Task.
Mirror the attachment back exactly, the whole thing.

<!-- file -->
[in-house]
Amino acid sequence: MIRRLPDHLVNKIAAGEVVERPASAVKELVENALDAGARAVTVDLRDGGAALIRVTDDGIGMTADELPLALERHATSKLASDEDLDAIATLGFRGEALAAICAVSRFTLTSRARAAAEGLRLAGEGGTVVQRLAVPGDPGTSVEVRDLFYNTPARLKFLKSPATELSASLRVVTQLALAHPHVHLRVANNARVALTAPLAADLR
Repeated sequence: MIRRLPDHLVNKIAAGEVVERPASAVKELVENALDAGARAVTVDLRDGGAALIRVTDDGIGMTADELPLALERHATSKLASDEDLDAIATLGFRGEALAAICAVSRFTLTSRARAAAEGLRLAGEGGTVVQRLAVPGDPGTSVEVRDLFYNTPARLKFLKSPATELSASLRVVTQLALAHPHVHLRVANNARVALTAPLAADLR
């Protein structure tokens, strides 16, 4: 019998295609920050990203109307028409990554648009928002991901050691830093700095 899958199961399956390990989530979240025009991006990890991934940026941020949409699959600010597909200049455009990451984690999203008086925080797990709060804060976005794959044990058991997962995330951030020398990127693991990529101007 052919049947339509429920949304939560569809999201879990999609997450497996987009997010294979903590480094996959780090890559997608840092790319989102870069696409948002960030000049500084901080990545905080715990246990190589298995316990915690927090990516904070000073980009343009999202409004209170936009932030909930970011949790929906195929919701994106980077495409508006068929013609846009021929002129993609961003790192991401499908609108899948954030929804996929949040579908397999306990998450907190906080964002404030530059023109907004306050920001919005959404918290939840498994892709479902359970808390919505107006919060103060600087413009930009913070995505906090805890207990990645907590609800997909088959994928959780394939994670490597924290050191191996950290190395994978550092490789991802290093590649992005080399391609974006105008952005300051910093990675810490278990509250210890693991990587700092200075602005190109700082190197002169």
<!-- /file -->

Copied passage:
[in-house]
Amino acid sequence: MIRRLPDHLVNKIAAGEVVERPASAVKELVENALDAGARAVTVDLRDGGAALIRVTDDGIGMTADELPLALERHATSKLASDEDLDAIATLGFRGEALAAICAVSRFTLTSRARAAAEGLRLAGEGGTVVQRLAVPGDPGTSVEVRDLFYNTPARLKFLKSPATELSASLRVVTQLALAHPHVHLRVANNARVALTAPLAADLR
Repeated sequence: MIRRLPDHLVNKIAAGEVVERPASAVKELVENALDAGARAVTVDLRDGGAALIRVTDDGIGMTADELPLALERHATSKLASDEDLDAIATLGFRGEALAAICAVSRFTLTSRARAAAEGLRLAGEGGTVVQRLAVPGDPGTSVEVRDLFYNTPARLKFLKSPATELSASLRVVTQLALAHPHVHLRVANNARVALTAPLAADLR
């Protein structure tokens, strides 16, 4: 019998295609920050990203109307028409990554648009928002991901050691830093700095 899958199961399956390990989530979240025009991006990890991934940026941020949409699959600010597909200049455009990451984690999203008086925080797990709060804060976005794959044990058991997962995330951030020398990127693991990529101007 052919049947339509429920949304939560569809999201879990999609997450497996987009997010294979903590480094996959780090890559997608840092790319989102870069696409948002960030000049500084901080990545905080715990246990190589298995316990915690927090990516904070000073980009343009999202409004209170936009932030909930970011949790929906195929919701994106980077495409508006068929013609846009021929002129993609961003790192991401499908609108899948954030929804996929949040579908397999306990998450907190906080964002404030530059023109907004306050920001919005959404918290939840498994892709479902359970808390919505107006919060103060600087413009930009913070995505906090805890207990990645907590609800997909088959994928959780394939994670490597924290050191191996950290190395994978550092490789991802290093590649992005080399391609974006105008952005300051910093990675810490278990509250210890693991990587700092200075602005190109700082190197002169």